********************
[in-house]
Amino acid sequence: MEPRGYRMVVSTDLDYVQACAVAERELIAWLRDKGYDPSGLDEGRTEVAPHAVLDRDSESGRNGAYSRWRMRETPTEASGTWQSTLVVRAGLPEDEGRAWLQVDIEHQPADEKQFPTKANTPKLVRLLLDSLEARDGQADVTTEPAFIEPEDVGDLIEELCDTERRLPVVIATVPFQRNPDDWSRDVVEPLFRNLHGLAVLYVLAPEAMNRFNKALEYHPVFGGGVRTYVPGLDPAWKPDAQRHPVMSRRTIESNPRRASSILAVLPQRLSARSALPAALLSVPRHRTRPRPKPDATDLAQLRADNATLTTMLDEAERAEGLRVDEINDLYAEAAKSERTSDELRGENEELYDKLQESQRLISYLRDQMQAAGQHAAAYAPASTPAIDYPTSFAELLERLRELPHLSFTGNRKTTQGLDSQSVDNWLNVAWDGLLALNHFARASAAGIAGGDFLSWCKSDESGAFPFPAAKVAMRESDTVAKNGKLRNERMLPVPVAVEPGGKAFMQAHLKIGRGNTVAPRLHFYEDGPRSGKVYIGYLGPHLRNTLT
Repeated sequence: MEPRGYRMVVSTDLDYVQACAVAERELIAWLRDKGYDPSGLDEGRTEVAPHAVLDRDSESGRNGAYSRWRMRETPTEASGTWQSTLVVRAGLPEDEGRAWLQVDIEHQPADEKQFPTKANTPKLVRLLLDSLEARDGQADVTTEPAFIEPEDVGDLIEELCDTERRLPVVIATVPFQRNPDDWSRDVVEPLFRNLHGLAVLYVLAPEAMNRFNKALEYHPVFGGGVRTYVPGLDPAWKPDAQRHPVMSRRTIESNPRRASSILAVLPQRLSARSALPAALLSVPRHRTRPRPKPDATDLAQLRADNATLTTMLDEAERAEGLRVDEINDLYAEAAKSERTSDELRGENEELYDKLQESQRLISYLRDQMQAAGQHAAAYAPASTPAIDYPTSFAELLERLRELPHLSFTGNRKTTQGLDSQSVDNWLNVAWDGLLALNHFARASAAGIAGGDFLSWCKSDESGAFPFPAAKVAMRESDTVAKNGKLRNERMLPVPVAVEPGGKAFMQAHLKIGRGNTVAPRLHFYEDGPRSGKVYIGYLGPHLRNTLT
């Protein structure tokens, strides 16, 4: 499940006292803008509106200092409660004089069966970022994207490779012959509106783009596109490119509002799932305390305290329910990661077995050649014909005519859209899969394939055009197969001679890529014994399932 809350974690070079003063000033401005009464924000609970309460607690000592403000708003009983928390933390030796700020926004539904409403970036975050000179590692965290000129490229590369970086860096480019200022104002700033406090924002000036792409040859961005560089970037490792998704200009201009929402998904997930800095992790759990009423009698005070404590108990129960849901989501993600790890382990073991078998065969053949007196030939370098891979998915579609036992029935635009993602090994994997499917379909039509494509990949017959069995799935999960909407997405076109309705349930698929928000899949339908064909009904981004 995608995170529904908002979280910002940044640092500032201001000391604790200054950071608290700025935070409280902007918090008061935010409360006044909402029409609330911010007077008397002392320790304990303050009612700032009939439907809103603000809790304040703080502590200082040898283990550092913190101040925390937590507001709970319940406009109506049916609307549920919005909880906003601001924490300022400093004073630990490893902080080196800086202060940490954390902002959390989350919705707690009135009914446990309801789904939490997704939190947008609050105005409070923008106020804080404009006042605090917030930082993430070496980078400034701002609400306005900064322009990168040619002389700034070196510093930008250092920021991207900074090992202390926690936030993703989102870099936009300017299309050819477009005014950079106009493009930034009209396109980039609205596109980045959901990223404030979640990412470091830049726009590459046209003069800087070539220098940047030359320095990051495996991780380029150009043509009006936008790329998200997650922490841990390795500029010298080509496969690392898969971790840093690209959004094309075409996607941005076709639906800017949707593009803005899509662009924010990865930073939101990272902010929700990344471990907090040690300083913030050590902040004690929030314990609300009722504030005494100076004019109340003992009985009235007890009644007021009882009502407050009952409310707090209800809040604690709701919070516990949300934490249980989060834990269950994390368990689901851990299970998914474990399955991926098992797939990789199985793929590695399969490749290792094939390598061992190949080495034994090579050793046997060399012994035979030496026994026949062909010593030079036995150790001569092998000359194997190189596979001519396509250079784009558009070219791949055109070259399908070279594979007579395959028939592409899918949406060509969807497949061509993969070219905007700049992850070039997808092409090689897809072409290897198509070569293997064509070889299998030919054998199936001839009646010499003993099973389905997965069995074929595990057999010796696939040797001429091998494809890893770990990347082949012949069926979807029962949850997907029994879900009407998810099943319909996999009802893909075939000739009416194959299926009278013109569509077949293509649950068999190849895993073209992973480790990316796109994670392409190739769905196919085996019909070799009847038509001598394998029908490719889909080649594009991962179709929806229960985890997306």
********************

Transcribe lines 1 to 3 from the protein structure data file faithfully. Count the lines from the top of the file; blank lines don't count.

[in-house]
Amino acid sequence: MEPRGYRMVVSTDLDYVQACAVAERELIAWLRDKGYDPSGLDEGRTEVAPHAVLDRDSESGRNGAYSRWRMRETPTEASGTWQSTLVVRAGLPEDEGRAWLQVDIEHQPADEKQFPTKANTPKLVRLLLDSLEARDGQADVTTEPAFIEPEDVGDLIEELCDTERRLPVVIATVPFQRNPDDWSRDVVEPLFRNLHGLAVLYVLAPEAMNRFNKALEYHPVFGGGVRTYVPGLDPAWKPDAQRHPVMSRRTIESNPRRASSILAVLPQRLSARSALPAALLSVPRHRTRPRPKPDATDLAQLRADNATLTTMLDEAERAEGLRVDEINDLYAEAAKSERTSDELRGENEELYDKLQESQRLISYLRDQMQAAGQHAAAYAPASTPAIDYPTSFAELLERLRELPHLSFTGNRKTTQGLDSQSVDNWLNVAWDGLLALNHFARASAAGIAGGDFLSWCKSDESGAFPFPAAKVAMRESDTVAKNGKLRNERMLPVPVAVEPGGKAFMQAHLKIGRGNTVAPRLHFYEDGPRSGKVYIGYLGPHLRNTLT
Repeated sequence: MEPRGYRMVVSTDLDYVQACAVAERELIAWLRDKGYDPSGLDEGRTEVAPHAVLDRDSESGRNGAYSRWRMRETPTEASGTWQSTLVVRAGLPEDEGRAWLQVDIEHQPADEKQFPTKANTPKLVRLLLDSLEARDGQADVTTEPAFIEPEDVGDLIEELCDTERRLPVVIATVPFQRNPDDWSRDVVEPLFRNLHGLAVLYVLAPEAMNRFNKALEYHPVFGGGVRTYVPGLDPAWKPDAQRHPVMSRRTIESNPRRASSILAVLPQRLSARSALPAALLSVPRHRTRPRPKPDATDLAQLRADNATLTTMLDEAERAEGLRVDEINDLYAEAAKSERTSDELRGENEELYDKLQESQRLISYLRDQMQAAGQHAAAYAPASTPAIDYPTSFAELLERLRELPHLSFTGNRKTTQGLDSQSVDNWLNVAWDGLLALNHFARASAAGIAGGDFLSWCKSDESGAFPFPAAKVAMRESDTVAKNGKLRNERMLPVPVAVEPGGKAFMQAHLKIGRGNTVAPRLHFYEDGPRSGKVYIGYLGPHLRNTLT